little spread amongst medium range models through the upcoming weekend...all
of which show increasingly meridional flow as trough deepens over
the plains and ridge builds off of the southeast coast. At interface of
these systems...a deep southerly flow and associated plume of anomalously high
precipitable waters will extend along quasi-stationary front draped from the
western Gulf of mex to the east Great Lakes.
Waves of low pressure riding west of PA will bring the chance of
rain to mainly the northwest counties and keep the entire County Warning Area on the warm
side of the boundary. By Sunday...the strongest of the waves is
prognosticated to track across northwest PA. Gefs precipitable waters on the order of 4sd above
normal will accompany the associated ll jet and will likely produce heavy
rain just west of low track. Latest model blend indicates this heavy
rain threat will be just west of our area. However...the northwest
counties could potentially see enough rain...combined with
snowmelt...to produce some flooding concerns. Will highlight this
possibility in the severe weather potential statement. In the warm sector...record high temperatures are
possible Sunday...as gefs mean 925/850 temperatures surge to between 2-3sd
above normal. 00z European model (ecmwf) MOS numbers already indicating near record
temperatures in the 60s across most of central PA.
00z CMC appears to be an outlier by stalling trailing cold front
out along the East Coast early next week. 00z gefs and European model (ecmwf)
ensemble data strongly imply a more progressive scenario with a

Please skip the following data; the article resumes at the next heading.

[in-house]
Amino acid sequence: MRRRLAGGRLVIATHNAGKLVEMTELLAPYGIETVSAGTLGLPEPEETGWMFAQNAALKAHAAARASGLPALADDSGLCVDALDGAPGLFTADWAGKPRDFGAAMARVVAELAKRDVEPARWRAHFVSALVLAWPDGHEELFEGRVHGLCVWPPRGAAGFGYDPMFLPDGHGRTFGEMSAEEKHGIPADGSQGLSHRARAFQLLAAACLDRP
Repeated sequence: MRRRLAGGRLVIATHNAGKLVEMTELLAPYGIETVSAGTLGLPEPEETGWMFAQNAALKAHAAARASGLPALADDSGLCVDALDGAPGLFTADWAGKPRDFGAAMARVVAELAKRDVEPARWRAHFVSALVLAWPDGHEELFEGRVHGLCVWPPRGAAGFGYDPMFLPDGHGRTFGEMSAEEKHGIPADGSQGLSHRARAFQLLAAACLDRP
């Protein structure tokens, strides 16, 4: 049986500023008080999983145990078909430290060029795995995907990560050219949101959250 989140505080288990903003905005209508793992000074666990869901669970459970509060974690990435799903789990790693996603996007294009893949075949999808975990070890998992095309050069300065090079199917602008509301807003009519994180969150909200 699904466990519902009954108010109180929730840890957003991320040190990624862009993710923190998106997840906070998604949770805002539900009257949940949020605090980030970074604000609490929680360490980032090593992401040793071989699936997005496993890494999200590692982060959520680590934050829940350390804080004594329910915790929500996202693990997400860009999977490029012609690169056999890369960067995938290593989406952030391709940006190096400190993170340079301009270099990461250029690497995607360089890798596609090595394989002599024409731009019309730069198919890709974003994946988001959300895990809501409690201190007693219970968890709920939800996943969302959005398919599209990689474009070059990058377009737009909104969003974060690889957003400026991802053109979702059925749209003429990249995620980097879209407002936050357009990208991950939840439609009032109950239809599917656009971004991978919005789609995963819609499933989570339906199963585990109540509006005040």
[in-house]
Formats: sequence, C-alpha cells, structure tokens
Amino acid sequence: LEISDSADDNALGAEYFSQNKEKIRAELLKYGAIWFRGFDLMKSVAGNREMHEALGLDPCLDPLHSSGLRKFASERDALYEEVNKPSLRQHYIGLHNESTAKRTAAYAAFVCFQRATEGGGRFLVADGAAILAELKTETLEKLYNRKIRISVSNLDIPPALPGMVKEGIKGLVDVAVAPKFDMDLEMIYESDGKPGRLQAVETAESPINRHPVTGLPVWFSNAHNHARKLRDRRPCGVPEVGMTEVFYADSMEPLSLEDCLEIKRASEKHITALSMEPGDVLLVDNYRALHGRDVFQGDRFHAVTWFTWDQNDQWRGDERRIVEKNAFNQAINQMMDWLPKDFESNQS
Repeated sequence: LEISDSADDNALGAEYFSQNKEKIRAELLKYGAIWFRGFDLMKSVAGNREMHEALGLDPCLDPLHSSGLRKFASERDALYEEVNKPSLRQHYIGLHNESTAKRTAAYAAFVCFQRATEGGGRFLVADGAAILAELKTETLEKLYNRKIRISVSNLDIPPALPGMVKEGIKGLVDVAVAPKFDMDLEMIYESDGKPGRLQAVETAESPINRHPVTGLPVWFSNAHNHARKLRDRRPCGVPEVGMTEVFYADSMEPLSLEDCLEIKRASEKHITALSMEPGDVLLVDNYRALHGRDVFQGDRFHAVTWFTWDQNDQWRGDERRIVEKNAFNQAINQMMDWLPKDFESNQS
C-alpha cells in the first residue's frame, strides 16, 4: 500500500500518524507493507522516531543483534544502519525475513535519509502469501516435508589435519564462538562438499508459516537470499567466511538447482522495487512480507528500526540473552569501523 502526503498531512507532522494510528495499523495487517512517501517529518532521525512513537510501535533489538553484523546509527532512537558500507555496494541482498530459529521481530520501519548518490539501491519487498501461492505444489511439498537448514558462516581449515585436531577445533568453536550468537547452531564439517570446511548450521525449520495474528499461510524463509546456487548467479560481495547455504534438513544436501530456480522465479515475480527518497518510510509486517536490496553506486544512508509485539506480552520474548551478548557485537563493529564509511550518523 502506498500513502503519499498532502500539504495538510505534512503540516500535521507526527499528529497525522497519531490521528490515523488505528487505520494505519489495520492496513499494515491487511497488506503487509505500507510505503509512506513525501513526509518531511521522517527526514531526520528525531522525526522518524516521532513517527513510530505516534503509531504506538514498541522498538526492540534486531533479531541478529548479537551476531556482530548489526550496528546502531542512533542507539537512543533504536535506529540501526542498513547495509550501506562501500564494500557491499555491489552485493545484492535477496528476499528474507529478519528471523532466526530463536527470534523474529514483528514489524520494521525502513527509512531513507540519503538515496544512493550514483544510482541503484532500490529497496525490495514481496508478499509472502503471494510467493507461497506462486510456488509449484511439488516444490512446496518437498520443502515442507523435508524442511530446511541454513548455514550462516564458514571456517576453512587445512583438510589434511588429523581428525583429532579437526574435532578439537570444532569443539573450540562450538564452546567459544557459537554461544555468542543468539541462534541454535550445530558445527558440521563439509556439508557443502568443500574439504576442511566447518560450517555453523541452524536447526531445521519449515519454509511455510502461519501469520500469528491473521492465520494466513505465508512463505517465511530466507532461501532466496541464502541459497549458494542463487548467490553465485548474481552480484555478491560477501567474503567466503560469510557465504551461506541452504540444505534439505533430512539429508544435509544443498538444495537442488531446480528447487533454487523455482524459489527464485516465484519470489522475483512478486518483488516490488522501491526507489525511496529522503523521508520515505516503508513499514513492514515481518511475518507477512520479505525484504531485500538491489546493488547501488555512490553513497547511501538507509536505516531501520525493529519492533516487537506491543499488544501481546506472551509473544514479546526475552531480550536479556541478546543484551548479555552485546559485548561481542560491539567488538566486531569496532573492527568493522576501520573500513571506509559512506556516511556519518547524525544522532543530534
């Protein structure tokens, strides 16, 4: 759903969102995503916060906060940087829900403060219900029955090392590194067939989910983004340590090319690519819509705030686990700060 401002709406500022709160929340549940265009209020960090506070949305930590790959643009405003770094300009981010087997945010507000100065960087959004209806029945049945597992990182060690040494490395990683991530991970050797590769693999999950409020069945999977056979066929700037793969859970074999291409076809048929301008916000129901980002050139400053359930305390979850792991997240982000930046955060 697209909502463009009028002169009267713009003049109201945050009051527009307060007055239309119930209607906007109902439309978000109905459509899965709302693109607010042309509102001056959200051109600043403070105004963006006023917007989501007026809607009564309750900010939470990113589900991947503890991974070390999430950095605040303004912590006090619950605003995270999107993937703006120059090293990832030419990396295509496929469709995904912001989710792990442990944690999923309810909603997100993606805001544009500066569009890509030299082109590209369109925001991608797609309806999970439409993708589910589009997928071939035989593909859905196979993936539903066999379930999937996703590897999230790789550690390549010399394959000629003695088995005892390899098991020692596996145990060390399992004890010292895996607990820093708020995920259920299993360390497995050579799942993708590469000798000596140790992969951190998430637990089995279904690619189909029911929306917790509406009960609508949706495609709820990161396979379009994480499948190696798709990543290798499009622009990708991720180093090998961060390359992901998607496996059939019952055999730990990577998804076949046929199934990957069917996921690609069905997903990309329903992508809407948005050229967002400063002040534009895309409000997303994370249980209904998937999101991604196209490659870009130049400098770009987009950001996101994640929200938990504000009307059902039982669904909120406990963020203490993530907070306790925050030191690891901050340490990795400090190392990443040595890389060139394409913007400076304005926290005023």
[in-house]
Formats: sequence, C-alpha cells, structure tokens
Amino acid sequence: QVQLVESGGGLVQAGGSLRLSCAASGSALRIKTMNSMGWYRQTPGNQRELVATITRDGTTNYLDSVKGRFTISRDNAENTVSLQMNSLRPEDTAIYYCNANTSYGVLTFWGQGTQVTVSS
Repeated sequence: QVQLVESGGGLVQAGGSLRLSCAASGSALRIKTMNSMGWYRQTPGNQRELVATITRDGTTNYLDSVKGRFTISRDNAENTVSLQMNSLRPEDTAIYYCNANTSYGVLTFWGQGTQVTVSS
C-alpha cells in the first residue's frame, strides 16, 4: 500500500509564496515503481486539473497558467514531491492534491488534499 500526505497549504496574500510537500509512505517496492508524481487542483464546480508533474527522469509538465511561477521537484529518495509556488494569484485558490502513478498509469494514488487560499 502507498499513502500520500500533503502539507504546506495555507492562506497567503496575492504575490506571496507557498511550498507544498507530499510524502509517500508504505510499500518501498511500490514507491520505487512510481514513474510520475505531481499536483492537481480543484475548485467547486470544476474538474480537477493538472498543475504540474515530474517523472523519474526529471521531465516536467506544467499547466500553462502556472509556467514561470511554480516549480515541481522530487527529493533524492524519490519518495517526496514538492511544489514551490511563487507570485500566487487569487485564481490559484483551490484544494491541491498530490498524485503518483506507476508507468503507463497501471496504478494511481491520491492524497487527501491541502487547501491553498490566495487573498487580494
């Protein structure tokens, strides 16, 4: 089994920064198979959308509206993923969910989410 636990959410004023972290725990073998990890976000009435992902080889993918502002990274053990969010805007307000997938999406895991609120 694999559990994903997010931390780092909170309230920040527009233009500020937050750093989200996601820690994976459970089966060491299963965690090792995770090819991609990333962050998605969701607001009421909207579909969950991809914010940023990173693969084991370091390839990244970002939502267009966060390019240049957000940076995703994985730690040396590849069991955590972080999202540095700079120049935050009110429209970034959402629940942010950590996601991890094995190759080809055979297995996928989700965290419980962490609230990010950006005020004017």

return of drier weather and more December-like temperatures early next week
with surface high building into PA by xmas evening.
Aviation /12z Thursday through Monday/...
19/12z...surface high pressure will slide off the NC coast today while a
weak clipper low tracks east-northeastward through the St. Lawrence Valley and northern
New England. Cold front trailing the weak low draped across the lower
lakes will connect with the first of two developing frontal waves in
the middle MS/Ohio Valley. The lead system will track northeastward into the
northeast states by Saturday. A second...more significant frontal
wave is prognosticated to develop over the lower MS valley by later Saturday
and track northeastward through the Ohio Valley and eastern Great Lakes Sunday into early
Monday. AVN impacts/precipitation will more widespread with the second
system later this weekend.
Initial AVN concern involves low level wind shear through the late morning with a
40-50kt low level jet and relatively tight surface pressure gradient betwn low to the
north and departing high to the south of central PA. Surface winds are
decoupled over eastern sites with calm winds/clear skies resulting in
some local MVFR radiational fog. Further west...the blyr will remain
well-mixed with 10-15kt sustained at bfd/jst and 20-25kt gusts.
Kept VFR ceilings at all sites through tonight...although bfd has the
best shot at seeing reduced conds. Also can/T rule out some light
rain in vicinity of bfd by daybreak Friday but again low probability at this
Friday...MVFR ceilings/periods of rain likely north & west.
Sat-sun...widespread reductions likely in rain and low ceilings. Low level wind shear. Strong
frontal passage late sun into early Monday.
Monday...Post-frontal low ceilings and occasional shsn west/central. VFR east.
Gusty west winds.